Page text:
I’ve always enjoyed spending Christmas and New Year here in the Philippines as the atmosphere here is always different. The combination of loud pop music, Philippines version of mini vuvuzelas and “paputok” ( firecrackers ) is the best. Firecrackers is ban in Singapore and we don’t get to hear it anymore. I was told that the loud music on New Year’s Eve would chase bad spirits away.

Another tradition here in the Philippines is that on New Year’s Eve, you are supposed to decorate your house with round fruits. Mandarin orange, longan, grapes and other round fruits are pretty popular. Is also best you wear polka dots theme attires and have many coins in your pocket on that day. This will ensure that you will have more wealth the rest of the new year.

I’ve always teased my Filipino friends about that tradition regarding the coins, polka dot fashion and round fruits. Wouldn’t it be great if we change those fruits into chocolate bars, polka dots into checkered themed attire and coins into monopoly money. That way we will not get only coins in the new year but more cash with big denominations and also those big ass mock checks with big figures on it.

I am just happy to be back in the Philippines and the sound of loud firecrackers seems to welcome me back. A prosperous Happy New Year to you and I hope you will be blessed with good health.

August 11, 2010

World Food Expo in Manila

Filed under: Chit Chat,Philippines — Alex @ 9:05 am

Last Saturday ( 7th August 2010 ), I decided to check out the World Food Expo that was being held at SMX Convention & World Trade Center. I got to know about this expo while surfing the Internet. I was pretty excited to visit the expo as I might get to see some latest food invention or something that might be new to me. The entrance fee was PHP100 and I gladly paid for it and found my way in to the exhibition area.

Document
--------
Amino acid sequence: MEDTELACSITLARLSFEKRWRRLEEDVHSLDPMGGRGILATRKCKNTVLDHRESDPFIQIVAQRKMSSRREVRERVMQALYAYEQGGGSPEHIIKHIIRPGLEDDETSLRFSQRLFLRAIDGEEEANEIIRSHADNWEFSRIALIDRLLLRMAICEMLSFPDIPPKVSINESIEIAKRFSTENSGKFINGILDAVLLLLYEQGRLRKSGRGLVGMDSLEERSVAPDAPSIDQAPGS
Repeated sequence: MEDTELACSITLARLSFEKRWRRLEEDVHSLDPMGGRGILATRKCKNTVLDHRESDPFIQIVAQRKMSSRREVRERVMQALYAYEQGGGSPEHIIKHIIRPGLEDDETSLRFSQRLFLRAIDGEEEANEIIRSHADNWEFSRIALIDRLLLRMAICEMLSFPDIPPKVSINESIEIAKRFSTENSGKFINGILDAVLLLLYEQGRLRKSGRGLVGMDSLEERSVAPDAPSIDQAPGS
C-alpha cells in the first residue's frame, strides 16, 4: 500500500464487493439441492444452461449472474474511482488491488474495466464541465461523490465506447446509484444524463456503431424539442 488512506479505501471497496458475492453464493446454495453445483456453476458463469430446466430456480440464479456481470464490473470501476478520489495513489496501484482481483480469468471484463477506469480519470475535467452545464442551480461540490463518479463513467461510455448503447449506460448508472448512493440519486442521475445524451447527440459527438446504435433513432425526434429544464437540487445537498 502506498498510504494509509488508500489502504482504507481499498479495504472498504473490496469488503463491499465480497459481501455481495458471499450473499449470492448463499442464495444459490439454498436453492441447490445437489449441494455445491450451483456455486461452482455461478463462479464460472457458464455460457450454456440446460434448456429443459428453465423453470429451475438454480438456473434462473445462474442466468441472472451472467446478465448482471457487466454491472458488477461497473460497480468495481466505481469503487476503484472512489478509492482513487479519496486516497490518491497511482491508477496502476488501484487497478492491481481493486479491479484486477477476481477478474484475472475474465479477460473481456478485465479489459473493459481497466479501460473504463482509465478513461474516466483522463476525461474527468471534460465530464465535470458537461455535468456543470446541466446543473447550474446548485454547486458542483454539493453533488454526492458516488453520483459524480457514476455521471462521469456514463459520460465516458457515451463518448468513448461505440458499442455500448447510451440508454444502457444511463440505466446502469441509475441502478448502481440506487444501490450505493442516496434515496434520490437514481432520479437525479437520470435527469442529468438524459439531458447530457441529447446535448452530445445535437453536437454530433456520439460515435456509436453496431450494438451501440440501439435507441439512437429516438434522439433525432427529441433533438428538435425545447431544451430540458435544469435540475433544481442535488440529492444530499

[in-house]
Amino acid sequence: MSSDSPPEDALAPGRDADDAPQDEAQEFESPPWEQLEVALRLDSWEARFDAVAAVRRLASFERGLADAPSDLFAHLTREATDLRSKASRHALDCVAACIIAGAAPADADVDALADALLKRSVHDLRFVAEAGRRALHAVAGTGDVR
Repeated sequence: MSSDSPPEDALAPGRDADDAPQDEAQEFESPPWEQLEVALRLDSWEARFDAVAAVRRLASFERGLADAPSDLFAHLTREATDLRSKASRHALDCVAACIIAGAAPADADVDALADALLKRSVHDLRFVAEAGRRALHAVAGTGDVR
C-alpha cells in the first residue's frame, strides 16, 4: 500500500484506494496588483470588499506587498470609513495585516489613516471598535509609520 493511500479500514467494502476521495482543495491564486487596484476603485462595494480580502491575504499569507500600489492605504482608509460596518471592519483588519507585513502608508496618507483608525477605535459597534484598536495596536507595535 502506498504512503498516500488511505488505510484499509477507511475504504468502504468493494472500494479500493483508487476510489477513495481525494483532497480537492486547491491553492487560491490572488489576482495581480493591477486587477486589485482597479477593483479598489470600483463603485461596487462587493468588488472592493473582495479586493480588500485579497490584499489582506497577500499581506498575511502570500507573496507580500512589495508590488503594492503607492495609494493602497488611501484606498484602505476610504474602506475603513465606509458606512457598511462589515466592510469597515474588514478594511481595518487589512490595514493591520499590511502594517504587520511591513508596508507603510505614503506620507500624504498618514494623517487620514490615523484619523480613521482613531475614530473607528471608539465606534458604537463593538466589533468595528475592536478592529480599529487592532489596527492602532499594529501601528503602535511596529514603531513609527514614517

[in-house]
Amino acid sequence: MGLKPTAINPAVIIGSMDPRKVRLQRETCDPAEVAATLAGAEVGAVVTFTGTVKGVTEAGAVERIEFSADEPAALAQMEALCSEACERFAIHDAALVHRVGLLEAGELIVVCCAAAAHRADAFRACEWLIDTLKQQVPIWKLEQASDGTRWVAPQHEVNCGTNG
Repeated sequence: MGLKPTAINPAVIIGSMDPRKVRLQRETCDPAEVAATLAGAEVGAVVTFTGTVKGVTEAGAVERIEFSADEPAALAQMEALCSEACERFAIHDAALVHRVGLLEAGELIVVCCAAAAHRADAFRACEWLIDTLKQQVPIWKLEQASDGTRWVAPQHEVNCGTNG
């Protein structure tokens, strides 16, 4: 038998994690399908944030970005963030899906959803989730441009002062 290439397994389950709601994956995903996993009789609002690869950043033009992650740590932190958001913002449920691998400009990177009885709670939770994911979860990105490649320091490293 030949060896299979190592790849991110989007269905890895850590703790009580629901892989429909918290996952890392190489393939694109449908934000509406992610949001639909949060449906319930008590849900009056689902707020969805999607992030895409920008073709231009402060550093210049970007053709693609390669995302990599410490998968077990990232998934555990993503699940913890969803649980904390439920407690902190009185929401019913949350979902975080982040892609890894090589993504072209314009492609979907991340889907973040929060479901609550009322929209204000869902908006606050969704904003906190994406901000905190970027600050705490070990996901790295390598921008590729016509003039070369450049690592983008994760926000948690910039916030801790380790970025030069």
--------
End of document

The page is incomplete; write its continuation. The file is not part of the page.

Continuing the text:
I have to say it wasn’t what I’ve expected but it was still all right for me to actually go stroll on a lazy Saturday afternoon. The expo was definitely targeted for the big players as most of the exhibits were selling machineries. Most of the machines that were displayed are for food processing and packaging. Also heavy duty kitchen stuff for industrial cooking. I have no idea what all the machines really do but I just continued strolling and gathering brochures. After spending like 2 hours walking around aimlessly, my legs got tired.

I was planning on going to MOA ( Mall of Asia ) as it is located quite near to WTC. But it was drizzling and getting a cab might be a biatch. As I walked out from the main entrance of the expo, I saw Wensha spa and suddenly decided to hang out there instead. Heard about it all the time from friends about the free shabu shabu and eat all you kinda deal. I’m not really a spa kinda guy as I prefer YOGA anyways. Click here to see my claim of being a Yoga dude.

I am glad that my heart told me to check out this spa as the visit to Wensha spa was actually the highlight of the day and not the trip to Food Expo like what my blog title suggested. Paid PHP600 for foot massage and was given a key to go in. The place was really packed with patrons and I can  see many families with their kids were enjoying the shabu shabu.

I quickly changed and went to the main area where food is being served buffet style. After eating I just rested a bit and then proceed to the foot massage area. Really cool lazy chairs with personal TV screen. After the food massage I just continued to lie lazily on the chair and just watched TV. I think I spent a total of 3 hours just lying on the chair. I managed to watch an episode of GLEE, some parts of Lethal Weapon 4 and a very cool documentary on China.

After enough of rest and TV watching, I decided to go for round 2 and go for the shabu shabu. Eating shabu shabu is nicer when you have a big group. I still got the employee of Wensha to set up the pot.

I have to say for PHP600, it is definitely a SUPER great deal. There are facilities like jacuzzi and sauna which I did not use that day, but I am sure spa fanatics will love this. Place is clean and really relaxing. I think the fact that I can hang out on the chair and watch TV for a few hours is already worth the price. Looks like I found a new place to hang out in Manila. Another good news is, Wensha sells San Miguel Light only at PHP40 per can. 😉